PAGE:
July 23, 2019 9:55 am
Updated: July 23, 2019 5:58 pm

Opponents of Quebec religious symbols bill to appeal decision to maintain law

WATCH: The next chapter in the fight against Quebec's secularism law could be kicking off. As Global's Phil Carpenter reports, lawyers representing Muslim and civil liberties groups announced they plan to appeal a Quebec Superior Court decision denying the group an injunction.

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Groups opposed to Quebec’s secularism law are seeking to appeal a court decision that found it wasn’t necessary to suspend certain provisions of the law.

Last Thursday, the Quebec Superior Court ruled that Bill 21 would continue to apply in full until a challenge of the law could be heard on it merits.

READ MORE: Quebec judge rejects groups’ attempt to have secularism law suspended

The provincial law, which came into effect in June, bans some public sector workers, including teachers and police officers, from wearing religious symbols on the job.

“We cannot tell a certain segment of the society that they cannot participate because they are different,” said Steve Slimovitch, criminal law adviser for B’nai Brith.

WATCH BELOW: Quebec teacher on why Bill 21 should be struck down


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On the steps of the Quebec Court of Appeal in Montreal Tuesday, two organizations opposed to the law announced they had filed a motion seeking leave to appeal on Monday.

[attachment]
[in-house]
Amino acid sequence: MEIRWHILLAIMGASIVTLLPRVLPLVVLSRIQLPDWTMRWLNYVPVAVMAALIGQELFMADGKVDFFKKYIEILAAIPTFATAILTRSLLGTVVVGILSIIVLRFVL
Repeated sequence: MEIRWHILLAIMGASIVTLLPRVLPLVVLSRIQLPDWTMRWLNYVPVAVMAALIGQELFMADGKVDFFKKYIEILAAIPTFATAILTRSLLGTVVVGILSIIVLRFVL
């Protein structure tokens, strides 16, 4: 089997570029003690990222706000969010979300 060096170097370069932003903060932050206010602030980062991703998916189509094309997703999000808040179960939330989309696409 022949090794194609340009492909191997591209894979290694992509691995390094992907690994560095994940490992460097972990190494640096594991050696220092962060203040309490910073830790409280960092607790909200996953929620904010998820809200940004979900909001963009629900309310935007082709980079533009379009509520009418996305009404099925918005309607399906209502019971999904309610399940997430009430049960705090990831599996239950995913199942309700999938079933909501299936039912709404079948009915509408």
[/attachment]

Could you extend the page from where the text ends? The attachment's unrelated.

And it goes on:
Justice Michel Yergeau ruled last week that the applicants had failed to demonstrate harm warranting a stay, but National Council of Canadian Muslims’ executive director Mustafa Farooq argues that people are being affected by the law now and it must be stopped.

“We disagree that the harm to folks in Quebec is hypothetical. Rather it is actual, inevitable and irreparable,” he insisted.

READ MORE: Quebec court hears challenge against religious symbols bill

Bill 21 invokes the notwithstanding clause of the Canadian Constitution, which prevents citizens from challenging the law for violating fundamental rights and liberties protected by the Canadian Charter of Rights and Freedoms.

WATCH BELOW: Trudeau weighs in on Quebec’s Bill 21, says government shouldn’t legislate what people can wear

The lawyers who challenged the legislation went beyond the charter arguments, arguing the law is unconstitutional because it encroaches on federal jurisdiction, it is impermissibly vague and it violates citizens’ rights to participate in their democratic institutions.

“I am someone from a religious minority and I have to choose between my career and my profession,” said Amrit Kaur, a recent teaching graduate.

“I’m actually seeking employment outside of the province because I can’t do my job here. So if that’s not harm, I don’t know what is.”

READ MORE: UN experts ‘concerned,’ want answers about Quebec religious symbols bill

On Tuesday, other organizations including the World Sikh Council and B’nai Brith Canada said they are considering seeking intervener status to join the National Council of Canadian Muslims and Canadian Civil Liberties Association in the case.

WATCH BELOW: Teacher says she feels penalized by Bill 21

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